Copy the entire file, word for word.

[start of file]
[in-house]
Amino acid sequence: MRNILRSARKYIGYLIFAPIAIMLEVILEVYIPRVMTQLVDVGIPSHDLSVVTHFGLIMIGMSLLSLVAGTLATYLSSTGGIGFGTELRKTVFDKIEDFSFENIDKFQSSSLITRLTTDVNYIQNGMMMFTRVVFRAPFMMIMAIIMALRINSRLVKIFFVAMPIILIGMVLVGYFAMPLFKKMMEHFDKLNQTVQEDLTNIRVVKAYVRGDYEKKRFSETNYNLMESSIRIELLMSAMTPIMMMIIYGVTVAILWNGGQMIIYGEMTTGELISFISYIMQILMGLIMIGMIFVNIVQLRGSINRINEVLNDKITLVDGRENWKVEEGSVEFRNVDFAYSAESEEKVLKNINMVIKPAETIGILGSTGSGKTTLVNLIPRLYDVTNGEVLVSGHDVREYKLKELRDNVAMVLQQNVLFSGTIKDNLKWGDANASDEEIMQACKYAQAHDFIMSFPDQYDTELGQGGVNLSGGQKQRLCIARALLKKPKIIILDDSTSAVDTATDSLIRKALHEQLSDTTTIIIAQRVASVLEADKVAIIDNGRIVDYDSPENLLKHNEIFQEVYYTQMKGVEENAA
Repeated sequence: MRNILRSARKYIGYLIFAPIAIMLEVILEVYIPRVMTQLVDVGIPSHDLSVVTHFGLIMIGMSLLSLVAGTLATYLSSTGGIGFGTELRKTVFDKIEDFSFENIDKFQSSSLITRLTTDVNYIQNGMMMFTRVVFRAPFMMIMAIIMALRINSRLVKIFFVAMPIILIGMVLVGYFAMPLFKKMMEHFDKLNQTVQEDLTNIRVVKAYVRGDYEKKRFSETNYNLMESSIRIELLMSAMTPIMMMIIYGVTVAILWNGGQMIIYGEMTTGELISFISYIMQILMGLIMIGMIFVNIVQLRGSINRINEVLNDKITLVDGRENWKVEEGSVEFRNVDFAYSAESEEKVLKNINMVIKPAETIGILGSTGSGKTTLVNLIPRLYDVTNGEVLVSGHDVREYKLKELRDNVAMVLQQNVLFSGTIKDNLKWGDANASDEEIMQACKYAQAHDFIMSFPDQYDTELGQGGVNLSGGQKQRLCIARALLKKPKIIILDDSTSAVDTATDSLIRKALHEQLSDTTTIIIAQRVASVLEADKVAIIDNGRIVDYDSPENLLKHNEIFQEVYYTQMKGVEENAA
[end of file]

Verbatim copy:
[in-house]
Amino acid sequence: MRNILRSARKYIGYLIFAPIAIMLEVILEVYIPRVMTQLVDVGIPSHDLSVVTHFGLIMIGMSLLSLVAGTLATYLSSTGGIGFGTELRKTVFDKIEDFSFENIDKFQSSSLITRLTTDVNYIQNGMMMFTRVVFRAPFMMIMAIIMALRINSRLVKIFFVAMPIILIGMVLVGYFAMPLFKKMMEHFDKLNQTVQEDLTNIRVVKAYVRGDYEKKRFSETNYNLMESSIRIELLMSAMTPIMMMIIYGVTVAILWNGGQMIIYGEMTTGELISFISYIMQILMGLIMIGMIFVNIVQLRGSINRINEVLNDKITLVDGRENWKVEEGSVEFRNVDFAYSAESEEKVLKNINMVIKPAETIGILGSTGSGKTTLVNLIPRLYDVTNGEVLVSGHDVREYKLKELRDNVAMVLQQNVLFSGTIKDNLKWGDANASDEEIMQACKYAQAHDFIMSFPDQYDTELGQGGVNLSGGQKQRLCIARALLKKPKIIILDDSTSAVDTATDSLIRKALHEQLSDTTTIIIAQRVASVLEADKVAIIDNGRIVDYDSPENLLKHNEIFQEVYYTQMKGVEENAA
Repeated sequence: MRNILRSARKYIGYLIFAPIAIMLEVILEVYIPRVMTQLVDVGIPSHDLSVVTHFGLIMIGMSLLSLVAGTLATYLSSTGGIGFGTELRKTVFDKIEDFSFENIDKFQSSSLITRLTTDVNYIQNGMMMFTRVVFRAPFMMIMAIIMALRINSRLVKIFFVAMPIILIGMVLVGYFAMPLFKKMMEHFDKLNQTVQEDLTNIRVVKAYVRGDYEKKRFSETNYNLMESSIRIELLMSAMTPIMMMIIYGVTVAILWNGGQMIIYGEMTTGELISFISYIMQILMGLIMIGMIFVNIVQLRGSINRINEVLNDKITLVDGRENWKVEEGSVEFRNVDFAYSAESEEKVLKNINMVIKPAETIGILGSTGSGKTTLVNLIPRLYDVTNGEVLVSGHDVREYKLKELRDNVAMVLQQNVLFSGTIKDNLKWGDANASDEEIMQACKYAQAHDFIMSFPDQYDTELGQGGVNLSGGQKQRLCIARALLKKPKIIILDDSTSAVDTATDSLIRKALHEQLSDTTTIIIAQRVASVLEADKVAIIDNGRIVDYDSPENLLKHNEIFQEVYYTQMKGVEENAA